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Rediff News  All News  » Movies » Damon rules over Catwoman

Damon rules over Catwoman

July 26, 2004 18:47 IST

Halle Berry in CatwomanWhile the Halle Berry-starrer Catwoman gasped for life over the weekend, the amnesic hero in The Bourne Supremacy grabbed the top spot at the box office with a mind-boggling $53 million gross, indicating a long life for the series.

Who would have thought a Matt Damon film could open to such a huge number? Even if the film were to lose altitude next weekend because of the competition from M Night Shyamalan's The Village and the Denzel Washington-starrer Manchurian Candidate, it may surpass the $120 million that the previous Bourne movie had grossed in North America.

The Bourne Identity had opened with about $27 million two years ago and proved that a well-made Damon film could attract big audiences.

Costing just about $75 million – nearly 30 per cent less than such turkeys as King Arthur – The Bourne Supremacy could become profitable in about three weeks. Damon plays a man who is increasingly drawn into his past, and who has to fight the continual attacks on his life. He has given a powerful performance, proving that he can easily sustain a series.

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But Halle Berry, the first African American woman to win an Oscar in the leading role category, saw her hopes of opening a movie at the top position crushed. The much reviled Catwoman, which had a silly script and awful direction, grossed just about $17.5 million at the third position.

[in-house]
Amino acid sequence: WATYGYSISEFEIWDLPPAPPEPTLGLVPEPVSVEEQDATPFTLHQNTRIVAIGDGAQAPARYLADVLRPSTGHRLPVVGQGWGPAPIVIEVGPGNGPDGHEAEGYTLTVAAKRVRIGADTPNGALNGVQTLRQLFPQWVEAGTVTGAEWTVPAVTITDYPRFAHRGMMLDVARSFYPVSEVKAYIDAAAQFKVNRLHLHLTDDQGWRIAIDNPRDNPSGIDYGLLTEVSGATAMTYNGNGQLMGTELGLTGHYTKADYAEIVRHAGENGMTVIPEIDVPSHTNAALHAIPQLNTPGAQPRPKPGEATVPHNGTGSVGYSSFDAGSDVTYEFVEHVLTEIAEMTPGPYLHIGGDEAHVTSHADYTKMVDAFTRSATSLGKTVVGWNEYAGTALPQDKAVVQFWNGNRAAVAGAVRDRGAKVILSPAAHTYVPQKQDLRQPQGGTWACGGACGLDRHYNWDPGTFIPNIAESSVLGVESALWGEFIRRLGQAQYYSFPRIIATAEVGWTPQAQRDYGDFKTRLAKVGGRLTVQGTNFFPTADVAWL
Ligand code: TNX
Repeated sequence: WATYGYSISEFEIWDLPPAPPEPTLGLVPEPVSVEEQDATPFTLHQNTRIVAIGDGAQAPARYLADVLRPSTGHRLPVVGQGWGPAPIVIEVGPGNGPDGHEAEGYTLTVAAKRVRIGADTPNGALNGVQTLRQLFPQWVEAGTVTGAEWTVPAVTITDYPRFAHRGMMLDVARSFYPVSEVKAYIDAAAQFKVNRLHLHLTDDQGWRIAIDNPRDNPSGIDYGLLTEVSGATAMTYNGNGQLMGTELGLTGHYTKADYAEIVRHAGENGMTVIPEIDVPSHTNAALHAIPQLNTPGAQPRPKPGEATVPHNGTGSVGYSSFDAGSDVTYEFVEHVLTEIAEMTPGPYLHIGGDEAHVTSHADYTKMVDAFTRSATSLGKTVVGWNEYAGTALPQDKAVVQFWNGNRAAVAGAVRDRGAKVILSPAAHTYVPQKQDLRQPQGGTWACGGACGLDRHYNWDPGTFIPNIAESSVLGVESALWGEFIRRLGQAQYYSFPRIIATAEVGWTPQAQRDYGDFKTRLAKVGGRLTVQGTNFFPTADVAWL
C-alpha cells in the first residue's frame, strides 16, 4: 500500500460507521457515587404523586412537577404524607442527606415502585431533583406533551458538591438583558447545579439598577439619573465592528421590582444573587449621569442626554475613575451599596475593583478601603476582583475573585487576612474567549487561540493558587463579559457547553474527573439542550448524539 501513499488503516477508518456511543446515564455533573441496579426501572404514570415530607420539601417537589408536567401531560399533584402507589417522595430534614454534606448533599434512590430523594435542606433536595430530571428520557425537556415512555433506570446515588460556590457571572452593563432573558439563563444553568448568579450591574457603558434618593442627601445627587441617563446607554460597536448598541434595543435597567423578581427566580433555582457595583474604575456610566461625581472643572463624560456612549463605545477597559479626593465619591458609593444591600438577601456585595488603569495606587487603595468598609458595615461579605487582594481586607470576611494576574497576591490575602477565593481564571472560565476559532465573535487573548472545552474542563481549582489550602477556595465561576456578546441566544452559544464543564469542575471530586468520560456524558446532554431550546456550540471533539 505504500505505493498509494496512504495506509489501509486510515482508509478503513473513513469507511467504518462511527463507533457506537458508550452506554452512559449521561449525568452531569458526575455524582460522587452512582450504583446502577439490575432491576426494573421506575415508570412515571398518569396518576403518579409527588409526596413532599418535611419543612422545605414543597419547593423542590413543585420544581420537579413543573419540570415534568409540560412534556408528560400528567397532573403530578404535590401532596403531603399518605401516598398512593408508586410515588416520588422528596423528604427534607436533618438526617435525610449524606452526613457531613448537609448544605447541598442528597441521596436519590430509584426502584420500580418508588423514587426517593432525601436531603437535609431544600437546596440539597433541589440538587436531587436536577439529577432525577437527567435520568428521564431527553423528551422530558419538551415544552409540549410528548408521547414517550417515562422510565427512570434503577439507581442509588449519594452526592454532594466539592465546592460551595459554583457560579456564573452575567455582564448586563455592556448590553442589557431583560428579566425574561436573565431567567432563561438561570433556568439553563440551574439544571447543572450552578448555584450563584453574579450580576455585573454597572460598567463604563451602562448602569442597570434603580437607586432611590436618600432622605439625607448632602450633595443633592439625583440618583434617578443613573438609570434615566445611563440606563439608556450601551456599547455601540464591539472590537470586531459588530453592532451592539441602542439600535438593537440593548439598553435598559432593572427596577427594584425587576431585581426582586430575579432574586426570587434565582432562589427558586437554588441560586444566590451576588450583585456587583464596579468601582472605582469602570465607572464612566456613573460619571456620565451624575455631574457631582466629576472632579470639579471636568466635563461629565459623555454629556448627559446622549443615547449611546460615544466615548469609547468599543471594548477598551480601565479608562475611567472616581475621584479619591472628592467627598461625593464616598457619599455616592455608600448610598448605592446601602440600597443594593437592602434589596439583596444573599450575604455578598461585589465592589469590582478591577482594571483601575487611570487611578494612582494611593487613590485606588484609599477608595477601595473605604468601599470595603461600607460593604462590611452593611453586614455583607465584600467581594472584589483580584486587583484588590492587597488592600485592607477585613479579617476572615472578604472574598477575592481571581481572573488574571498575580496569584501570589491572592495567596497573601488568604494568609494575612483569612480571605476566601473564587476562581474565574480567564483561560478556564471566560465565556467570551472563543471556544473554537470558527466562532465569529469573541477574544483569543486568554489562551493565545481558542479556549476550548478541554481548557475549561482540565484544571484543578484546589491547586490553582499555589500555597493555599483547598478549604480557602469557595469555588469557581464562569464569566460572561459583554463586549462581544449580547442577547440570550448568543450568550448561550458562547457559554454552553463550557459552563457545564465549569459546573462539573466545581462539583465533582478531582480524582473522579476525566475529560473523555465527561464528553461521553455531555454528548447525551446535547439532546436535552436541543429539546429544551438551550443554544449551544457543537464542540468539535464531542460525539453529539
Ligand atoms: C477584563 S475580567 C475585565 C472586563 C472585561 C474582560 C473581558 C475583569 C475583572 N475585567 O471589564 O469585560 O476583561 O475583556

The sci-fi film I, Robot, which had received mediocre reviews, plunged by about 57 per cent. Yet, the Will Smith film looks like it is headed for a more than decent $150 million gross in North America alone. The star is one of the several American actors with a bigger market abroad, and that bodes well for his new film.

Still potent, Spider-Man 2 followed Catwoman, occupying fourth place. It was followed by the sentimental, small-budget film A Cinderella Story, which has made a small fortune for Warner Bros.

A still from I, RobotThe next three films on the chart, all hits, were small-budget films compared to the likes of King Arthur ($100 million plus) and Catwoman ($90 million): Anchorman cost about $25 million, Fahrenheit 9/11 cost barely $6 million, and The Notebook just about $25 million.

Having opened to weak numbers, King Arthur could not save face in the subsequent weeks. By next week, it may disappear from the top 10 list.

Adding to the list of medium- and small- budget films that performed wonders at the box office is Dodgeball, which has dropped out of the top ten list, but is still attracting crowds. The film, which cost just about $20 million, has grossed about $110 million in North America, and could be around for at least three more weeks.

The box office this week:



Weekend gross


of weeks


The Bourne Supremacy

$53.5 million




I, Robot

$22 million (less 57% from the previous weekend)





$17.5 million




Spider-Man 2

$15 million (less 39% from the previous weekend)




A Cinderella Story

$8 million (less 40% from the previous weekend) 





$7 million (less 49% from the previous weekend)




Fahrenheit 9/11

$5 million (less 30% from the previous weekend)




The Notebook

$4.5 million (less 22% from the previous weekend)




King Arthur

$3 million (less 56% from the previous weekend)




Shrek 2

$2.5 (less 27% from the previous weekend)



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Arthur J Pais